Any concerns I have had about Kurtz are alleviated by the fact that the company is very highly rated in terms of being a great place to work. It is highly likely that he has learned from past mistakes and built a rock-solid culture this time around. The performance is just too good to think otherwise.
A life lesson. It seems to me that his former best friend, McClure is both a nicer guy and a sore loser. He was best friends with Kurtz then after 14 years suddenly decides he will live his life with integrity - when it suits his needs as CEO of rival company? He claims he let Kurtz take title of CEO of Foundstone because he’s just a nice guy and Kurtz wanted that title badly. This is purely my opinion, but I believe that the best people are willing to do some evil, maybe 10%, to get the job done. Here’s why: When you are a leader, in a true position of power, you simply have to make awful choices between the lesser of two evils. And holier-than-thou judgmental types don’t get this. For example, I have a buddy who is a big tough I-talian guy from the South Side of Chicago. He is a very successful CEO. One time he was negotiating a sale of his company. BY LAW he could not talk about the deal until it was complete. But one day two execs came in and demanded he tell the truth – was he trying to sell the company? His choice? Lie or wreck a deal and risk legal action? Terrible choice. Without hesitation he LIED. Even though lying is a biblical sin! Bottom line? Kurtz IPO’d his company and is a rising star in business. McClure is a fantastic success but lost his company. I suspect - again PURE speculation. But I suspect that McClure really may be a nicer guy. And that’s why he lost this war. Can’t imagine this chance of a lifetime coming for him again at this point. You only get to build one Cylance, which like CrowdStrike, is the right company for the right leader at the perfect time.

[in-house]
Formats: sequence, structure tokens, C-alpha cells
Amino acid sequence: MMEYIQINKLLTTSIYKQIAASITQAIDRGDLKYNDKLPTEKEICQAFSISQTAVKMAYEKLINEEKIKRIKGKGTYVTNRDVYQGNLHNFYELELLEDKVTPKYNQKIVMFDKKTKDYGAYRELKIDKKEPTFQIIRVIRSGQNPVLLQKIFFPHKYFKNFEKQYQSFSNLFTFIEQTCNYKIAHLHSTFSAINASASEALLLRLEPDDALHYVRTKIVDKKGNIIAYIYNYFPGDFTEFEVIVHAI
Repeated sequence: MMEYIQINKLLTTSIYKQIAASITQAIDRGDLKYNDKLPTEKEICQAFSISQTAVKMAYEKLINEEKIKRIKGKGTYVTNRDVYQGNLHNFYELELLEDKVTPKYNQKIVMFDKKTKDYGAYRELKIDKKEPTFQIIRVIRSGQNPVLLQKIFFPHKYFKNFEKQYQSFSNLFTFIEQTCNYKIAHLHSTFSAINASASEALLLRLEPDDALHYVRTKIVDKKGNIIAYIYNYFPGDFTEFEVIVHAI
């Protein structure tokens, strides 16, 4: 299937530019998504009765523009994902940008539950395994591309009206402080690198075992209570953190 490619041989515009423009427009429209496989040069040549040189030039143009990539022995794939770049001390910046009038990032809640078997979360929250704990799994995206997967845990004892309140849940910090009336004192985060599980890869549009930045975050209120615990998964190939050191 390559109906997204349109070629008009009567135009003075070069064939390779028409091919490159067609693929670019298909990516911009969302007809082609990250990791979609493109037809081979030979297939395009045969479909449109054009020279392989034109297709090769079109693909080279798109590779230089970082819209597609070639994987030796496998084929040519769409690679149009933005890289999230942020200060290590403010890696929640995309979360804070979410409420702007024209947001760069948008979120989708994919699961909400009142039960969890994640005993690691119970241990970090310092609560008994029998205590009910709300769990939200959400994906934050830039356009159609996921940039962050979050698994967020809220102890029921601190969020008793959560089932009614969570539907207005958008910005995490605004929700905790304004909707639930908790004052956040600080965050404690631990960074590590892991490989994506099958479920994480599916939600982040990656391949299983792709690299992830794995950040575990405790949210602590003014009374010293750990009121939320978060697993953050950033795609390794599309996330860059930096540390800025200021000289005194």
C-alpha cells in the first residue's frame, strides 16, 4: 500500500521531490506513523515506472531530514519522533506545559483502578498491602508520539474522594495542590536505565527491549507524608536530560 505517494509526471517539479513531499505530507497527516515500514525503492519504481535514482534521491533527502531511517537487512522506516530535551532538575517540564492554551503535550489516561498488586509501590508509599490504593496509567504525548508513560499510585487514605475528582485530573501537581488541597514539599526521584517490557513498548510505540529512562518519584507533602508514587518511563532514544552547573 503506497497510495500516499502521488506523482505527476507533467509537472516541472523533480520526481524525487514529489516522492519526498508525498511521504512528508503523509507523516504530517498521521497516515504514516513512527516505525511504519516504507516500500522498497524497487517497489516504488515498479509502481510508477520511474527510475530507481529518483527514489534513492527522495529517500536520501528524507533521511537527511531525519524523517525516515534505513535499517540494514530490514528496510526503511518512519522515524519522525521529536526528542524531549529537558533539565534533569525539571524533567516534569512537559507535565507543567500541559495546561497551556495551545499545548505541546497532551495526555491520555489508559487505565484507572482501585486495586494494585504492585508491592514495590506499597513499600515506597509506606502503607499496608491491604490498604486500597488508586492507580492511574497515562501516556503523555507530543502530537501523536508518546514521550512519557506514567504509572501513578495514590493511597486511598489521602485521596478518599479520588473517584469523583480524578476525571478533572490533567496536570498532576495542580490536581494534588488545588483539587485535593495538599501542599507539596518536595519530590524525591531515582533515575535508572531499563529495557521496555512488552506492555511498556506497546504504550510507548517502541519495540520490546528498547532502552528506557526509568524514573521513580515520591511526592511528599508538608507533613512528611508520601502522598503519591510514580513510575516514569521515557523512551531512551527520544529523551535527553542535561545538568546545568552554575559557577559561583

The $64,000 Question: How did Dmitri go out?
If anyone has hard info on this please share. I could find none.
By far my biggest concern is the departure of Dmitri Alperovitch – he seems irreplaceable but hopefully he has left a team in place, led by his former “right hand man” as one article called Sentonas. My gut was tweaked a bit by the fact that Alperovitch refers to the company as “the company I created" without mentioning Kurtz. I could find no hard evidence the departure means bad blood – and it’s possible that what Alperovitch is advocating with his new “geopolitical policy accelerator” gig for things that will be essential to CrowdStrike. But both Alperovitch and Kurtz expressed very little bro-hood in the departure. And very little reassurance was given considering how important and respected Alperovitch is to the company. Will he be an advisor? Trusted Confidante and friend?
Or is he totally gone? I could find no info on this. And I think it’s borderline malfeasance for Cramer to have had Kurtz on Mad Money and not make this a major focus of the interview. Alperovitch worked closely with Kurtz for years. Does he feel Kurtz takes too much credit? In a Linked In post about leaving the company, Alperovitch doesn’t mention Kurtz. This feels odd to me. In fact, he wrote on Linked In…